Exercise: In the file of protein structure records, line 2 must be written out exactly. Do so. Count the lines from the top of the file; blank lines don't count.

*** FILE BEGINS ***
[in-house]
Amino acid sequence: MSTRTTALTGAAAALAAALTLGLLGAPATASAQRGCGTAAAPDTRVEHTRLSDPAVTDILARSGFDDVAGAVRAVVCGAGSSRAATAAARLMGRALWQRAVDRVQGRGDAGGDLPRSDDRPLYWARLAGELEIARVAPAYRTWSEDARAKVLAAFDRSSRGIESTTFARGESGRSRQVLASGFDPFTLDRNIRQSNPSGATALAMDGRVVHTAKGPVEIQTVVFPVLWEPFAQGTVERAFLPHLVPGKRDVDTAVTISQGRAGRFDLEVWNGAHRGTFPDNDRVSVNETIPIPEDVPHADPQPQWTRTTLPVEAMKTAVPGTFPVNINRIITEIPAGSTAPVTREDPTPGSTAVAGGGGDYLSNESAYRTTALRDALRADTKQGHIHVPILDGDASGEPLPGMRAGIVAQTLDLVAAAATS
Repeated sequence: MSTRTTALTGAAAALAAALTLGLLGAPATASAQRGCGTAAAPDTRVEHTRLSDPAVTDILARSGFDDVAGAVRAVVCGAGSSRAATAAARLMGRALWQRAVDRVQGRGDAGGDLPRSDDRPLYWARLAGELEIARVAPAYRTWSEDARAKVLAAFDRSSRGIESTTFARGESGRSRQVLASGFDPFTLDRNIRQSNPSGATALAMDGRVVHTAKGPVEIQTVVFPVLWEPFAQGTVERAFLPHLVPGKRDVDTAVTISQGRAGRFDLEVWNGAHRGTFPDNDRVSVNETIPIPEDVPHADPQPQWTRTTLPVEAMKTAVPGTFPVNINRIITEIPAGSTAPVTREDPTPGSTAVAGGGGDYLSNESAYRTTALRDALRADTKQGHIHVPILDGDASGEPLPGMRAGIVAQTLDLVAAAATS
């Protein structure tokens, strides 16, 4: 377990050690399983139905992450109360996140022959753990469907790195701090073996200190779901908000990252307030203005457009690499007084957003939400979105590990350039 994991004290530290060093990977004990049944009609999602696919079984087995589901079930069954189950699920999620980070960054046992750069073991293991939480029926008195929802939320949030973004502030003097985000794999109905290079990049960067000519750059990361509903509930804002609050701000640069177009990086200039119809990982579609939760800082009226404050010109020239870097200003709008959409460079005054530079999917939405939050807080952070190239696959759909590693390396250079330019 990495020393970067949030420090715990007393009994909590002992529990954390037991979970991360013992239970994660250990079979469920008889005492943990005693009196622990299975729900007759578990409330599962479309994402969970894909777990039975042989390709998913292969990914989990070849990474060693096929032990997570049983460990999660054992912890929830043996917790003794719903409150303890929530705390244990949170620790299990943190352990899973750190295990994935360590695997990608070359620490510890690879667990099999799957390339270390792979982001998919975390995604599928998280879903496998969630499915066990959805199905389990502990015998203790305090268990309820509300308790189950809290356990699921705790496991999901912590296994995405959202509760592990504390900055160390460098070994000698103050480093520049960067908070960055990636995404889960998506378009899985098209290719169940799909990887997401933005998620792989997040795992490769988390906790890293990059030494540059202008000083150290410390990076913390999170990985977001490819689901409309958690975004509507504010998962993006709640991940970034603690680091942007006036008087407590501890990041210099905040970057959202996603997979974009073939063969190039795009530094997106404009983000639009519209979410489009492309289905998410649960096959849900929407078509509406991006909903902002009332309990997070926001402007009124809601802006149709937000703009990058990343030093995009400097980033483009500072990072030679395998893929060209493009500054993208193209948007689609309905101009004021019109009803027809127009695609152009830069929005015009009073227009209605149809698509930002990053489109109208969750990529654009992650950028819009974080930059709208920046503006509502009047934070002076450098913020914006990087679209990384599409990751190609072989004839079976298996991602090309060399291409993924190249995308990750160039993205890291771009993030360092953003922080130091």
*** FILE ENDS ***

Amino acid sequence: MSTRTTALTGAAAALAAALTLGLLGAPATASAQRGCGTAAAPDTRVEHTRLSDPAVTDILARSGFDDVAGAVRAVVCGAGSSRAATAAARLMGRALWQRAVDRVQGRGDAGGDLPRSDDRPLYWARLAGELEIARVAPAYRTWSEDARAKVLAAFDRSSRGIESTTFARGESGRSRQVLASGFDPFTLDRNIRQSNPSGATALAMDGRVVHTAKGPVEIQTVVFPVLWEPFAQGTVERAFLPHLVPGKRDVDTAVTISQGRAGRFDLEVWNGAHRGTFPDNDRVSVNETIPIPEDVPHADPQPQWTRTTLPVEAMKTAVPGTFPVNINRIITEIPAGSTAPVTREDPTPGSTAVAGGGGDYLSNESAYRTTALRDALRADTKQGHIHVPILDGDASGEPLPGMRAGIVAQTLDLVAAAATS